A reader ponders whether to parish shop

Love your blog and the good sense that you bring to National Catholic Register. It’s sorely needed it seems!

I have a question for you related to church attendance. Two years ago my family and I moved from PA to a small-ish town in TX. There are a few (I think 5?) Catholic churches in my town, and my “home parish” is considered the university parish for the major university here in town.

However, (I really hate to say this) it’s awful. I can’t believe that I am now the person bemoaning the “modern church” thing. Visually, if you didn’t know that you were in a Catholic church, the only thing that would give it away are the statues of Mary and Joseph on the sides of the altar. The music is so bad that it’s distracting. No kidding, the recessional hymn in mass recently was just a guy playing the guitar repeating, “Jesus come to us” over and over. The music is very evangelical-feeling. The entire congregation HOLDS HANDS during the Our Father. I do have to say though, that I have never heard any iffy theology from the priests.

I suppose that this is such a shock to me because in PA the church that I grew up in and the later parish when I got married were hugely traditional in comparison. You can’t get more traditional than parishes from old ethnic Polish/Irish/Italian places.

Am I being a 29 year old fuddy duddy? Is this something that I just have to deal with because I am supposed to go to this parish? The problem is that these things (and others) are so distracting to me that I hardly feel like I am at mass. I don’t want to be a church shopper, and I understand that what happens at mass isn’t really about ME, but I can barely sit through another rock band communal hymn. Just tell me, am I being a snob?

I hope that you are having a wonderful advent in preparation for Christmas!

I’m not paid by Patheos or mandated by God to tell you what you should and should not put up with as far as aesthetics goes, so I’m not going to tell you you’re a fuddy duddy.

Instead, I’ll just tell you what we did in similar circumstances.

1. When it was merely aesthetic differences, I tried to bear in mind Tolkien’s advice to his son, which was to go to low Masses, with ordinary people. I think there’s an awful lot in that because the Church is emphatically designed and built for average folks and the delusion that it is always supposed to be aesthetically awesome is, I think, a pipe dream. For me, I decided to take it in the spirit of the Little Drummer Boy when local folk of modest talent did the best they could with the gifts they had. And when it went beyond that to actual cringeworthy abuses (as, for instance, when the pianist simply had to assert her ego by adding a riff from Brubeck’s “Take Five” to the already egregious “Sing of the Lord’s Goodness” I decided that, on the whole, if that is the most martyrdom I have to endure, it’s still way better than being one of the Hiroshima Martyrs.

2. A priest I knew (who I am pretty certain will be canonized one day) used to remark that when he could not find a way to like somebody, he always pretended they were a character from Dickens, and that made it alright. Seems to work.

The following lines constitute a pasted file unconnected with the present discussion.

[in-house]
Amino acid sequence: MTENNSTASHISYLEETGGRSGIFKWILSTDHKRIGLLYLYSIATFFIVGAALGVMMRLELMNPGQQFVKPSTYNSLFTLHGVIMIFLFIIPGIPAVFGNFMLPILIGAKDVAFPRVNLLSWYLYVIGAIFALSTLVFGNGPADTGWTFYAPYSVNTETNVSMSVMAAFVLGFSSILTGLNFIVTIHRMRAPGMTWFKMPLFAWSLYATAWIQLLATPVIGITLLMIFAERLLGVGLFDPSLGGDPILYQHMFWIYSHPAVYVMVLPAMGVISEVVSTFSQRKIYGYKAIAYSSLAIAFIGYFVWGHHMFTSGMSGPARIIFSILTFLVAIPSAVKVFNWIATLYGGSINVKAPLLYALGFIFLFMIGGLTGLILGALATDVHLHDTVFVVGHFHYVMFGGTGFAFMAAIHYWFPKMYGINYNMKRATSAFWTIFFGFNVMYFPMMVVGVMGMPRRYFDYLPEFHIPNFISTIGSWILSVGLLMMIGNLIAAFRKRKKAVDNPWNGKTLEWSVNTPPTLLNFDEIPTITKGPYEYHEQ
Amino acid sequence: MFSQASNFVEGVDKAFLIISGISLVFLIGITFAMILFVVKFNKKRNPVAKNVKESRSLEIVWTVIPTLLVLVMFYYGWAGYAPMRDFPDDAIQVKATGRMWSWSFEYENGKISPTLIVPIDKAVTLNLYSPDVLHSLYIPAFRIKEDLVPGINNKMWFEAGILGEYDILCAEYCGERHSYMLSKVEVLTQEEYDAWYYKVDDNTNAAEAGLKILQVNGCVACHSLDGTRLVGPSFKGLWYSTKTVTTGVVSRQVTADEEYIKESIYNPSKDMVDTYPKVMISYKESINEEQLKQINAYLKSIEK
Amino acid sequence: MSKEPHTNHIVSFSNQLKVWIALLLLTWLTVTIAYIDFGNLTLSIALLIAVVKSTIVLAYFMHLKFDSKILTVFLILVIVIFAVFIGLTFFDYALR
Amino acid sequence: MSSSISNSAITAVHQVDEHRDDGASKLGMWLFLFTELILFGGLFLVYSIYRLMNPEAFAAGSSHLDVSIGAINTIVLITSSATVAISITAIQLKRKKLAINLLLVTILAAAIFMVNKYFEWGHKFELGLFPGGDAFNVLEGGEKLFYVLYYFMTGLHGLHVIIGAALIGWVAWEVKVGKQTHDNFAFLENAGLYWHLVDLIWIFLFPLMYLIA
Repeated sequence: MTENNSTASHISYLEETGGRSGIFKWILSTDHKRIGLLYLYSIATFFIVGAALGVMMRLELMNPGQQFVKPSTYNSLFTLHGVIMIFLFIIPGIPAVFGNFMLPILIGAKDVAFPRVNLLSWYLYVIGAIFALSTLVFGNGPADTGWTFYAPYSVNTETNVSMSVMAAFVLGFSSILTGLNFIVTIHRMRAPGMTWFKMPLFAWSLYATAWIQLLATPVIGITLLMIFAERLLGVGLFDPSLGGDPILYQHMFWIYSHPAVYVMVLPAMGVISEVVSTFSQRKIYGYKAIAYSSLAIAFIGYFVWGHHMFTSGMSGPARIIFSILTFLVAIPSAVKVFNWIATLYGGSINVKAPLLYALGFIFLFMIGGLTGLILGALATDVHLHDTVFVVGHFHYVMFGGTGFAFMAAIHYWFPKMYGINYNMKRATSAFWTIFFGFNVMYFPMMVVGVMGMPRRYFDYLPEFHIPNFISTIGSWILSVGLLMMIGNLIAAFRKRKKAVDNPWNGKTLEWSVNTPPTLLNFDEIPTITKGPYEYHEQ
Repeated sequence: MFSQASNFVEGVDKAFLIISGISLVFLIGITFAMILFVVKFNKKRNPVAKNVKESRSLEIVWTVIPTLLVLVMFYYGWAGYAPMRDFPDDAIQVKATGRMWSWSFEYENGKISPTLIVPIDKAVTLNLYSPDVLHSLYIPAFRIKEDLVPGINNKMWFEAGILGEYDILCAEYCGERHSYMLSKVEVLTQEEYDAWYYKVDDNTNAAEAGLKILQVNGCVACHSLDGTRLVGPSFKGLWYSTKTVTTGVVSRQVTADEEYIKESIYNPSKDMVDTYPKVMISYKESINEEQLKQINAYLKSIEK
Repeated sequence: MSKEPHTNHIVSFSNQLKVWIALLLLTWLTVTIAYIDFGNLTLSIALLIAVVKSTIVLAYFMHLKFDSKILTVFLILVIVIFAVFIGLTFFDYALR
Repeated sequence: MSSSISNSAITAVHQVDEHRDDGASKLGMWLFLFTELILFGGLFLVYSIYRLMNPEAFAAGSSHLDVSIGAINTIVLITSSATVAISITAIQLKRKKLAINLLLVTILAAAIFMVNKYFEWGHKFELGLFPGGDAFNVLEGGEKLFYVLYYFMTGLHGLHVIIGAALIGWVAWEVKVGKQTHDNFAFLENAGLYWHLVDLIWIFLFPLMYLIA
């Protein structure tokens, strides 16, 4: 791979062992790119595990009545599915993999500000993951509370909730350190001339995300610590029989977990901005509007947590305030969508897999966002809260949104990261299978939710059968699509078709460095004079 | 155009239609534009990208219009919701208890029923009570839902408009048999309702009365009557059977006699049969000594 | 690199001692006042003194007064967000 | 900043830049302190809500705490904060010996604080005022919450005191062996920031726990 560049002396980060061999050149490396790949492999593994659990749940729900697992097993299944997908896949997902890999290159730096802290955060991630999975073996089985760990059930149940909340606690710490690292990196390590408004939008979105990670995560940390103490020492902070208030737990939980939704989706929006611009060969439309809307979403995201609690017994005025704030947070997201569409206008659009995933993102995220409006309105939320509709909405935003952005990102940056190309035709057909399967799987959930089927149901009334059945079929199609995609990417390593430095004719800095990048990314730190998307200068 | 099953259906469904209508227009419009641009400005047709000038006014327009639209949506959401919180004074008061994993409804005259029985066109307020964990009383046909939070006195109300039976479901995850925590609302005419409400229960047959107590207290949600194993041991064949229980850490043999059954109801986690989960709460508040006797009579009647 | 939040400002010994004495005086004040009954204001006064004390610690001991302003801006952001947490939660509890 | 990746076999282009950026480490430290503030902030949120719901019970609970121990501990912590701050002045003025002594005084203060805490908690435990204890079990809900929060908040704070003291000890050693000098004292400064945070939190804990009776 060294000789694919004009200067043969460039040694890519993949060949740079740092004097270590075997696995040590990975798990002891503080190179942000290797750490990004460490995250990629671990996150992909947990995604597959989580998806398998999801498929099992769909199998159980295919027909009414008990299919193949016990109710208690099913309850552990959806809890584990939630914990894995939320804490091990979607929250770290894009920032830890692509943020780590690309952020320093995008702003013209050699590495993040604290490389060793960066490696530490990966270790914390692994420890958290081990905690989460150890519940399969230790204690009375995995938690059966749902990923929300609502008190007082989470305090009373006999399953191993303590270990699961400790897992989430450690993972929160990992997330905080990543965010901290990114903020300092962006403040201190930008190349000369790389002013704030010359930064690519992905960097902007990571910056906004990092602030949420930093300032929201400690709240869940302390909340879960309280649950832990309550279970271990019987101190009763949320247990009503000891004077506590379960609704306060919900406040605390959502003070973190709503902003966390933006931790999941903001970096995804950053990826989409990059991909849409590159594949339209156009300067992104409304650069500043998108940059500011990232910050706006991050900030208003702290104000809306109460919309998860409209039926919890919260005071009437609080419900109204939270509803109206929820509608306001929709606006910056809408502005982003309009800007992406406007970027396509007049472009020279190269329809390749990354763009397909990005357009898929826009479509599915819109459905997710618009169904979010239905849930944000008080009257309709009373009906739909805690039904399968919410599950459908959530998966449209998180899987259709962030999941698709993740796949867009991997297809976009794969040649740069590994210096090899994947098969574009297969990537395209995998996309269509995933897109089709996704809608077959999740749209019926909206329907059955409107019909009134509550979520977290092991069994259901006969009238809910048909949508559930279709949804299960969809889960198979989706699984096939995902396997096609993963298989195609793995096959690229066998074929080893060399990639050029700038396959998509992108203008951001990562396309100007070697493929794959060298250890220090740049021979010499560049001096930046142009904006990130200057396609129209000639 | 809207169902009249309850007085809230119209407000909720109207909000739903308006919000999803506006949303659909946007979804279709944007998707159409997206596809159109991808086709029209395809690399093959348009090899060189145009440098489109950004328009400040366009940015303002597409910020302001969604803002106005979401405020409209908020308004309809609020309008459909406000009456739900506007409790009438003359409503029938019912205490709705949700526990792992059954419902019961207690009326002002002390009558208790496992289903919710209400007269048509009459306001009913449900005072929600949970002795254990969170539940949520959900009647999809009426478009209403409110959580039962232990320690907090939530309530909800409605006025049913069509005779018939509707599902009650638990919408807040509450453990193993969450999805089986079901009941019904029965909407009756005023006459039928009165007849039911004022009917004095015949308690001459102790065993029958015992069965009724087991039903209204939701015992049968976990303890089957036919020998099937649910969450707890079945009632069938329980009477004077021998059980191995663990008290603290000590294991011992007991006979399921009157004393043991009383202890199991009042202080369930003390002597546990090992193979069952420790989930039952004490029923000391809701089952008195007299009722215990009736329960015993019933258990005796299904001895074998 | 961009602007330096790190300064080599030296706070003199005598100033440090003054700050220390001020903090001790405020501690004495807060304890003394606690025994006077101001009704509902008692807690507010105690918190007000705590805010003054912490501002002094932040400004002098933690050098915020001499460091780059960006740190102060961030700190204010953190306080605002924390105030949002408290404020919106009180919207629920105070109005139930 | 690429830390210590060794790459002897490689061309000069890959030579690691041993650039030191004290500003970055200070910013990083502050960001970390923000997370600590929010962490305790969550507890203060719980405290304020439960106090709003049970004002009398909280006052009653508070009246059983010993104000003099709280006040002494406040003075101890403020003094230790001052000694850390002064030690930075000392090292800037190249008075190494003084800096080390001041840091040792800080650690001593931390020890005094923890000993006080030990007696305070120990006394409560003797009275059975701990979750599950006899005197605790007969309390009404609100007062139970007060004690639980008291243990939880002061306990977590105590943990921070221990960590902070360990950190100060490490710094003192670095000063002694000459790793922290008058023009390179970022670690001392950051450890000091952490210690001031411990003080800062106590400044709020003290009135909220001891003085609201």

3. Because I think the church is *supposed* to be a sanctuary for slobs, failures, oddballs, factory rejects and, yes, incredibly tasteless people (of whom I am emphatically one), I think it far more important that they are in the sanctuary than that their tacky banners and irritating tambourines and cringeworthy renditions of “Anthem” are in the sanctuary. If I were a musician, I would do my bit to join them and suggest something other than the same 12 songs from the OCP hymnal. Since I’m not, I thought it best to make use of what parts of the Mass I could to meet God and to offer my trivial sufferings with bad aesthetics as penance.

4. Where I drew the line is when the parish started to actually harm my family. So when we got the same crappy Sunday school, and the edited scripture readings, and the homily in which the priest called the reading a “crock”, and the blessings in the name of God our Father and Mother, we said, “Screw the whole ‘go to your local parish’ thing and moved to Blessed Sacrament, where the Dominicans have their heads screwed on straight, all the women are strong, and all the children are above average. It was a very smart move and we have been very happy for 20 years.

All of which is to say, it’s up to you to decide what you want to do. If your parish is truly unbearable and toxic, then try another one. On the other hand, do bear in mind that part of the reason the Church throws us together in a parish instead of a congregational model of like-minded people is that the Church is a big fat messy family and the whole point is to force us to learn to love each other. So it’s worth asking whether or not your sufferings at this parish are, so to speak, penance in learning to love or sin and temptation that you should escape for the sake of your soul. I can’t answer that. You will have to.

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